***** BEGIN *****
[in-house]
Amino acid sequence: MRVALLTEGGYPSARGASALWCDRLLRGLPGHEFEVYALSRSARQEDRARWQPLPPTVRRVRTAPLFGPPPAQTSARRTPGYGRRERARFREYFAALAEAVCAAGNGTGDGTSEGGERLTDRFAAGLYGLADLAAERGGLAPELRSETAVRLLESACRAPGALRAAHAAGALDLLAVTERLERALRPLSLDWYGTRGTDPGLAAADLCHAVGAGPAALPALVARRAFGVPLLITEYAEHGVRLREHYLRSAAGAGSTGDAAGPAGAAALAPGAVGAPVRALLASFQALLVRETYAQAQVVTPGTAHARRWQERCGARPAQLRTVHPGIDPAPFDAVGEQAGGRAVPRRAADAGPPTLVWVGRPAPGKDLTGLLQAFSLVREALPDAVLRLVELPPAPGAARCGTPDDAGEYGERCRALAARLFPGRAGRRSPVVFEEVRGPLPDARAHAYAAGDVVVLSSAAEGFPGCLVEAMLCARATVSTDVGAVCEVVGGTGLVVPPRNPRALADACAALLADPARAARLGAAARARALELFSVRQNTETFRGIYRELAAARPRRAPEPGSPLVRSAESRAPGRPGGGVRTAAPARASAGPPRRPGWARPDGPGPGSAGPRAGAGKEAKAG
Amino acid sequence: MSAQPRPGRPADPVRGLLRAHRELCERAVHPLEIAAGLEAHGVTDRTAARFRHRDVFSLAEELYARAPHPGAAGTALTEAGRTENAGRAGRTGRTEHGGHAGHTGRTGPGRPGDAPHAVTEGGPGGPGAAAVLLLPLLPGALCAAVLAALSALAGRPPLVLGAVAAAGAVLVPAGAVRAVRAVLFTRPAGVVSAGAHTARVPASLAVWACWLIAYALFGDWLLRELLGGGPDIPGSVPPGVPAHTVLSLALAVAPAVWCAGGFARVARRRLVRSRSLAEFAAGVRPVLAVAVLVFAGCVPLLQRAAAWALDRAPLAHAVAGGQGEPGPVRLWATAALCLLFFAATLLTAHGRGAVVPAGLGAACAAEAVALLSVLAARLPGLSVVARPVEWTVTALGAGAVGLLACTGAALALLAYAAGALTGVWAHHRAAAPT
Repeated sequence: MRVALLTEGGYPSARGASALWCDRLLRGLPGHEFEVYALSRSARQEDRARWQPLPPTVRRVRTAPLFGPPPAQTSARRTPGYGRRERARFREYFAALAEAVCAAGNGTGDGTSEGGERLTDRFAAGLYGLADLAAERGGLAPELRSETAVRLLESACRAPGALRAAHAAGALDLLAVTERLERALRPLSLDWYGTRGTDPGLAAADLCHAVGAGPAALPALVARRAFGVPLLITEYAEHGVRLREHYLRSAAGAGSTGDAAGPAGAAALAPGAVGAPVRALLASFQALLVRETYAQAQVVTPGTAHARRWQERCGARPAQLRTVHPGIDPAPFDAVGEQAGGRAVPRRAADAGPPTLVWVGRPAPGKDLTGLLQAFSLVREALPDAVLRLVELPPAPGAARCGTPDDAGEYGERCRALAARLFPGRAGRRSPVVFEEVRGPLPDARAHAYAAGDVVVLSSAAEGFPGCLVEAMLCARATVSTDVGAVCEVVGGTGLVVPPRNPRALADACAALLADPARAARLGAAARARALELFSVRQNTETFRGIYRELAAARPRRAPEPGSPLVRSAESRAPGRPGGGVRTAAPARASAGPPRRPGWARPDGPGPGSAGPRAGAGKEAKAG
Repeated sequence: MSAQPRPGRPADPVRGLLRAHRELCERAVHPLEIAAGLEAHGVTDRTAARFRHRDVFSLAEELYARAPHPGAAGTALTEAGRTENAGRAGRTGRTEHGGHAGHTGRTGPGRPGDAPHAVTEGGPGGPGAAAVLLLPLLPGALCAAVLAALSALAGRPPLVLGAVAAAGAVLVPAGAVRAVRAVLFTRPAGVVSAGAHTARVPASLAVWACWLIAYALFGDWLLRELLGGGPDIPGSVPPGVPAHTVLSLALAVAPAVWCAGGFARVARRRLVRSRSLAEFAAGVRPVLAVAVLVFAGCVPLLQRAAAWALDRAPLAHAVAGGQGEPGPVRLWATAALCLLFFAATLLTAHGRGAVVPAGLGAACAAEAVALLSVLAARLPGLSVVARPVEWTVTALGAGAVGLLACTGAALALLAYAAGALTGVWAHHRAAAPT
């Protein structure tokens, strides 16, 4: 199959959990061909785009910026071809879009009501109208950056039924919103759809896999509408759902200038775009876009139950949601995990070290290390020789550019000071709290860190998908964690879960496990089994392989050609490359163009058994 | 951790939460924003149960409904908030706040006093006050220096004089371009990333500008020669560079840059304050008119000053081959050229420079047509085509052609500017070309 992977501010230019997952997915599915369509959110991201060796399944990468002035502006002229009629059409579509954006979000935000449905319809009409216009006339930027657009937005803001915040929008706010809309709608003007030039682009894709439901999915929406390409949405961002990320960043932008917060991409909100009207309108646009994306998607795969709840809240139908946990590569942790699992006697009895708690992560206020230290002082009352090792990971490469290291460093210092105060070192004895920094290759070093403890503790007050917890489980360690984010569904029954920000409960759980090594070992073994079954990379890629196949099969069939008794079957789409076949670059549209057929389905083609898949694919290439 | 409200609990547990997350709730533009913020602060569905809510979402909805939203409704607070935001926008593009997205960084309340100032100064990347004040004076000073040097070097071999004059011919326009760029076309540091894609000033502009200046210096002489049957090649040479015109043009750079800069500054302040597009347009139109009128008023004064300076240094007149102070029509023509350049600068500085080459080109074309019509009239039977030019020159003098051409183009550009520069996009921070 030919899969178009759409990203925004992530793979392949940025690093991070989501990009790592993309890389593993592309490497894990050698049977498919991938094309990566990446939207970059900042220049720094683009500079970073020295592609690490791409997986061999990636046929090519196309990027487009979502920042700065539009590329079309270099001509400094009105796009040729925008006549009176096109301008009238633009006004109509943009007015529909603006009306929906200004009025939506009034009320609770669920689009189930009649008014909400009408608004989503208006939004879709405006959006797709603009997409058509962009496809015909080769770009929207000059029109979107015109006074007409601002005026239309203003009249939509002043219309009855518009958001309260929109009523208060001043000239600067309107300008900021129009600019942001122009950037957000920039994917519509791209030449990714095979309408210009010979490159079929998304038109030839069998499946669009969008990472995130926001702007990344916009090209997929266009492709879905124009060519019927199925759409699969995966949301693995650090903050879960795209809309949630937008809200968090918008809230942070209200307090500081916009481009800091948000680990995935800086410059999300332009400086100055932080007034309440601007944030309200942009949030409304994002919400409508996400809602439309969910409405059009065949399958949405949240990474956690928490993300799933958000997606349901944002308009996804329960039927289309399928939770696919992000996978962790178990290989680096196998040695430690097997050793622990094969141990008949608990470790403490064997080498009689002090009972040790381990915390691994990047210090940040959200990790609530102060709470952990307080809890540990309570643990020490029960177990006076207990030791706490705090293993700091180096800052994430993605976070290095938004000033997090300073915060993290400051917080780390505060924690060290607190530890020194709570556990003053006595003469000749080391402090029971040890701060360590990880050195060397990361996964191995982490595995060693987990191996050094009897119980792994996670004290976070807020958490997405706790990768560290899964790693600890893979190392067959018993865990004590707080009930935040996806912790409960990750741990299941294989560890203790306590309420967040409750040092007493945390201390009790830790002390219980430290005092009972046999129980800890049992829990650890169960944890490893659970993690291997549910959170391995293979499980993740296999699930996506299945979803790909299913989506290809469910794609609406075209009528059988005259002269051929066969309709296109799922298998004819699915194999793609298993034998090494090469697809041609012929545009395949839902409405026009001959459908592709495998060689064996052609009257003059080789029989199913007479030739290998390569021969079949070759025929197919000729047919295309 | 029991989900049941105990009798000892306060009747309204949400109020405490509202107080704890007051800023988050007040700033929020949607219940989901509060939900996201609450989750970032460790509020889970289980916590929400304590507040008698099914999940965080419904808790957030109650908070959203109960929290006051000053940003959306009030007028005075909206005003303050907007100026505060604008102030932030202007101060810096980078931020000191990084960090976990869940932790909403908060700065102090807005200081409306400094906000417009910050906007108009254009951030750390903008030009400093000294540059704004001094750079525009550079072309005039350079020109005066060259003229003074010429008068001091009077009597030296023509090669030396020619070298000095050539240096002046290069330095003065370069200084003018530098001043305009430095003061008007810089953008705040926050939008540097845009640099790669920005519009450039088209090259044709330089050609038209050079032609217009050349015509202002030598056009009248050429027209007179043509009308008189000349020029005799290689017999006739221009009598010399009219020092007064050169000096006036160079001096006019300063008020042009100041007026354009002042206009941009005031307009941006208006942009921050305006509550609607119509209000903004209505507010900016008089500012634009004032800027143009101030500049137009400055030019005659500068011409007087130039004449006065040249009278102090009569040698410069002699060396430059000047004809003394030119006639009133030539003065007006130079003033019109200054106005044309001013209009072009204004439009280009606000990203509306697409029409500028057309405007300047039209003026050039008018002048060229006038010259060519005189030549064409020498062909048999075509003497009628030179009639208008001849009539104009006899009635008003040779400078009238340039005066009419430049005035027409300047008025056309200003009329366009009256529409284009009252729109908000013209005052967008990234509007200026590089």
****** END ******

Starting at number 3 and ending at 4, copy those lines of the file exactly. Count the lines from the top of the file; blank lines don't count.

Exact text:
Amino acid sequence: MSAQPRPGRPADPVRGLLRAHRELCERAVHPLEIAAGLEAHGVTDRTAARFRHRDVFSLAEELYARAPHPGAAGTALTEAGRTENAGRAGRTGRTEHGGHAGHTGRTGPGRPGDAPHAVTEGGPGGPGAAAVLLLPLLPGALCAAVLAALSALAGRPPLVLGAVAAAGAVLVPAGAVRAVRAVLFTRPAGVVSAGAHTARVPASLAVWACWLIAYALFGDWLLRELLGGGPDIPGSVPPGVPAHTVLSLALAVAPAVWCAGGFARVARRRLVRSRSLAEFAAGVRPVLAVAVLVFAGCVPLLQRAAAWALDRAPLAHAVAGGQGEPGPVRLWATAALCLLFFAATLLTAHGRGAVVPAGLGAACAAEAVALLSVLAARLPGLSVVARPVEWTVTALGAGAVGLLACTGAALALLAYAAGALTGVWAHHRAAAPT
Repeated sequence: MRVALLTEGGYPSARGASALWCDRLLRGLPGHEFEVYALSRSARQEDRARWQPLPPTVRRVRTAPLFGPPPAQTSARRTPGYGRRERARFREYFAALAEAVCAAGNGTGDGTSEGGERLTDRFAAGLYGLADLAAERGGLAPELRSETAVRLLESACRAPGALRAAHAAGALDLLAVTERLERALRPLSLDWYGTRGTDPGLAAADLCHAVGAGPAALPALVARRAFGVPLLITEYAEHGVRLREHYLRSAAGAGSTGDAAGPAGAAALAPGAVGAPVRALLASFQALLVRETYAQAQVVTPGTAHARRWQERCGARPAQLRTVHPGIDPAPFDAVGEQAGGRAVPRRAADAGPPTLVWVGRPAPGKDLTGLLQAFSLVREALPDAVLRLVELPPAPGAARCGTPDDAGEYGERCRALAARLFPGRAGRRSPVVFEEVRGPLPDARAHAYAAGDVVVLSSAAEGFPGCLVEAMLCARATVSTDVGAVCEVVGGTGLVVPPRNPRALADACAALLADPARAARLGAAARARALELFSVRQNTETFRGIYRELAAARPRRAPEPGSPLVRSAESRAPGRPGGGVRTAAPARASAGPPRRPGWARPDGPGPGSAGPRAGAGKEAKAG